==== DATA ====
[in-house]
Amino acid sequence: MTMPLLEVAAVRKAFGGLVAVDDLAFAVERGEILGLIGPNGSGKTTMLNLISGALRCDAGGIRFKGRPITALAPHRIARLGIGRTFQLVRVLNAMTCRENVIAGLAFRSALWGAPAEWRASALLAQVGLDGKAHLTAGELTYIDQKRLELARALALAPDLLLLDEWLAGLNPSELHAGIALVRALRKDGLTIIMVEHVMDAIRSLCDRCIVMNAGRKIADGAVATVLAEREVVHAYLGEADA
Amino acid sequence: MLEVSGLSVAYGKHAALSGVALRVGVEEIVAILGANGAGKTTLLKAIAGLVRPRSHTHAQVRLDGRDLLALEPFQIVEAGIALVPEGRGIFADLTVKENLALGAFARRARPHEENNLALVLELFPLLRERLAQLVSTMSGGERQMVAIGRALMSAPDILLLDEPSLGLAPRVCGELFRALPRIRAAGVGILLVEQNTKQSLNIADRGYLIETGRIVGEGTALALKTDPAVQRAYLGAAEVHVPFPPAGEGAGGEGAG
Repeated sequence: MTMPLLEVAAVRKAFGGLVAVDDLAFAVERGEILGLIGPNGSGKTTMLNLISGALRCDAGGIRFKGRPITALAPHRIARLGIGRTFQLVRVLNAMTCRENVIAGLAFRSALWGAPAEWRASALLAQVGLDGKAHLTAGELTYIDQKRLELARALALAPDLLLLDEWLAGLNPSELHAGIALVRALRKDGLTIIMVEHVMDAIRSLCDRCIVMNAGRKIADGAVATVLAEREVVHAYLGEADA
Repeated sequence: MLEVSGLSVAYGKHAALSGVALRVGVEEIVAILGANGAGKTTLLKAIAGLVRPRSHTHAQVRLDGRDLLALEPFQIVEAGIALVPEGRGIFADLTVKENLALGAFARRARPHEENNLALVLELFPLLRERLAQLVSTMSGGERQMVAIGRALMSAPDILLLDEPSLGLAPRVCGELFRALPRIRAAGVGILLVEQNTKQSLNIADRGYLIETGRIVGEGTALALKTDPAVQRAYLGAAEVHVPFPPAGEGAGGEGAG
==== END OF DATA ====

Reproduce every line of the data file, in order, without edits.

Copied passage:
[in-house]
Amino acid sequence: MTMPLLEVAAVRKAFGGLVAVDDLAFAVERGEILGLIGPNGSGKTTMLNLISGALRCDAGGIRFKGRPITALAPHRIARLGIGRTFQLVRVLNAMTCRENVIAGLAFRSALWGAPAEWRASALLAQVGLDGKAHLTAGELTYIDQKRLELARALALAPDLLLLDEWLAGLNPSELHAGIALVRALRKDGLTIIMVEHVMDAIRSLCDRCIVMNAGRKIADGAVATVLAEREVVHAYLGEADA
Amino acid sequence: MLEVSGLSVAYGKHAALSGVALRVGVEEIVAILGANGAGKTTLLKAIAGLVRPRSHTHAQVRLDGRDLLALEPFQIVEAGIALVPEGRGIFADLTVKENLALGAFARRARPHEENNLALVLELFPLLRERLAQLVSTMSGGERQMVAIGRALMSAPDILLLDEPSLGLAPRVCGELFRALPRIRAAGVGILLVEQNTKQSLNIADRGYLIETGRIVGEGTALALKTDPAVQRAYLGAAEVHVPFPPAGEGAGGEGAG
Repeated sequence: MTMPLLEVAAVRKAFGGLVAVDDLAFAVERGEILGLIGPNGSGKTTMLNLISGALRCDAGGIRFKGRPITALAPHRIARLGIGRTFQLVRVLNAMTCRENVIAGLAFRSALWGAPAEWRASALLAQVGLDGKAHLTAGELTYIDQKRLELARALALAPDLLLLDEWLAGLNPSELHAGIALVRALRKDGLTIIMVEHVMDAIRSLCDRCIVMNAGRKIADGAVATVLAEREVVHAYLGEADA
Repeated sequence: MLEVSGLSVAYGKHAALSGVALRVGVEEIVAILGANGAGKTTLLKAIAGLVRPRSHTHAQVRLDGRDLLALEPFQIVEAGIALVPEGRGIFADLTVKENLALGAFARRARPHEENNLALVLELFPLLRERLAQLVSTMSGGERQMVAIGRALMSAPDILLLDEPSLGLAPRVCGELFRALPRIRAAGVGILLVEQNTKQSLNIADRGYLIETGRIVGEGTALALKTDPAVQRAYLGAAEVHVPFPPAGEGAGGEGAG